Connelly, Michael. Blood Work (1998). Little Brown, 391 pages, $23.95 hardcover ISBN 0 316 15399 0
Taking a break from LAPD detective Harry Bosch, Michael Connelly introduces a new character, former FBI agent Terry McCaleb. We first meet McCaleb two months after his heart transplant surgery, living in a Los Angeles marina on a boat, inherited from his father, that’s he’s refurbishing. When a woman, Graciela Rivers, comes to ask him to look into the murder of her sister, Gloria Torres, because the police don’t seem to be investigating the case very diligently, McCaleb politely declines. But Graciela is persistent, and when McCaleb continues to demur, she plays her trump card: she tells McCaleb that he has Gloria’s heart.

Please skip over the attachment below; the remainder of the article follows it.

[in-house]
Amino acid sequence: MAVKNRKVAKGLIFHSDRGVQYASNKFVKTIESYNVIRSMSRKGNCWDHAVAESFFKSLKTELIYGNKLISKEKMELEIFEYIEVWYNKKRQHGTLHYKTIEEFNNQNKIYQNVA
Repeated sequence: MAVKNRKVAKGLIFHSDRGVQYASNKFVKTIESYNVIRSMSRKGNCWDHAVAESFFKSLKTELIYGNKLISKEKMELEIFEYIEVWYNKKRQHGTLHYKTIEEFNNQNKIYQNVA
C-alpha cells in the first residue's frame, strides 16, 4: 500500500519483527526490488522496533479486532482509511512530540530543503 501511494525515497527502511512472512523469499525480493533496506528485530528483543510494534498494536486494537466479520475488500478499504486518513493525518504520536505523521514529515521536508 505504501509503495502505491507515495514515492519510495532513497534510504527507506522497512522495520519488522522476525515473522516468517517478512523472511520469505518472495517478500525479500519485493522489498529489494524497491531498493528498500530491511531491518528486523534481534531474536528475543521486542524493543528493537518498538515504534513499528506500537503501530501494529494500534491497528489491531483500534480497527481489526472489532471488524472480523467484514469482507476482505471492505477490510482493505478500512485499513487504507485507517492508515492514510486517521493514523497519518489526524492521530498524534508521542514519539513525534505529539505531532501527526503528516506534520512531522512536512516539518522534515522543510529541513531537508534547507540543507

Now that the case is personal, McCaleb reluctantly agrees to look into it, although he expects to find that the police are doing the best they can and to leave it at that. But when he looks, he notices things that the police apparently didn’t notice, and soon he finds two more unsolved murders that might be related to Gloria’s. So McCaleb persists, until he finds out that the case is even more personal than either Graciela or he could have imagined.
In the acknowledgments at the end of the novel, Connelly says that the story “was inspired by conversations with my friend Terry Hansen, who received a heart transplant on Valentine’s Day 1993.” The movie version of Blood Work, directed by and starring Clint Eastwood, came out in 2002.
© 2002 by Mary Daniels Brown